Approach

History

Uncomplicated cases can be diagnosed and treated on the basis of the history alone. Doing this over the telephone without a clinic visit has been shown to be safe and effective.[28] Typical symptoms include dysuria, urgency, and frequency. Patients should be screened for conditions that would qualify them as having complicated cystitis. Fever, chills, nausea, vomiting, abdominal pain, and flank pain can suggest possible pyelonephritis and further evaluation is mandatory. Vaginal pruritus or discharge may suggest vaginitis.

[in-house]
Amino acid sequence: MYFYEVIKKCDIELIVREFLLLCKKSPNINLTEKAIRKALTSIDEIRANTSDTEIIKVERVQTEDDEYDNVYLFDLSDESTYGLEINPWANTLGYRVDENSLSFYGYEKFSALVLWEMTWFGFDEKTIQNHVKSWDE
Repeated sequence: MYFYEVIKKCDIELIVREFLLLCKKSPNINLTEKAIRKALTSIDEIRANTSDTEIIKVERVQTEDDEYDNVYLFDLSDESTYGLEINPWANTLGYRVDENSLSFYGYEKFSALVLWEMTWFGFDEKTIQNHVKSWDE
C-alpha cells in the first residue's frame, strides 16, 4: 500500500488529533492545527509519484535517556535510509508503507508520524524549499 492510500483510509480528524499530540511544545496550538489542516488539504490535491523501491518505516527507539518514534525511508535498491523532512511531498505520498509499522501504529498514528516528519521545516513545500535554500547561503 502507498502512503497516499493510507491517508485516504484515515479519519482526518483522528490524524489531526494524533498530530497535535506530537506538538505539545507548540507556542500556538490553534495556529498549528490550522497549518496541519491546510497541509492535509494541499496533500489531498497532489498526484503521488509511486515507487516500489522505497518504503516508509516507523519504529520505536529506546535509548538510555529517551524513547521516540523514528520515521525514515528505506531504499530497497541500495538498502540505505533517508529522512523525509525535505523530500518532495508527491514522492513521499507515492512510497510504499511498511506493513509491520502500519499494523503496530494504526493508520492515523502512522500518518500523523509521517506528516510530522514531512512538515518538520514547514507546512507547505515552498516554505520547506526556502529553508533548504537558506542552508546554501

Complicated cases include patients with any of the following: male sex, pregnancy, indwelling urinary catheter, history of recurrent urinary tract infections (UTIs), structurally or functionally abnormal urinary bladder, recent instrumentation, history of infection with drug-resistant bacteria, failed course of treatment for uncomplicated cystitis, diabetes mellitus, or immunosuppressed state. These patients should always have their diagnosis confirmed with urinalysis and culture.

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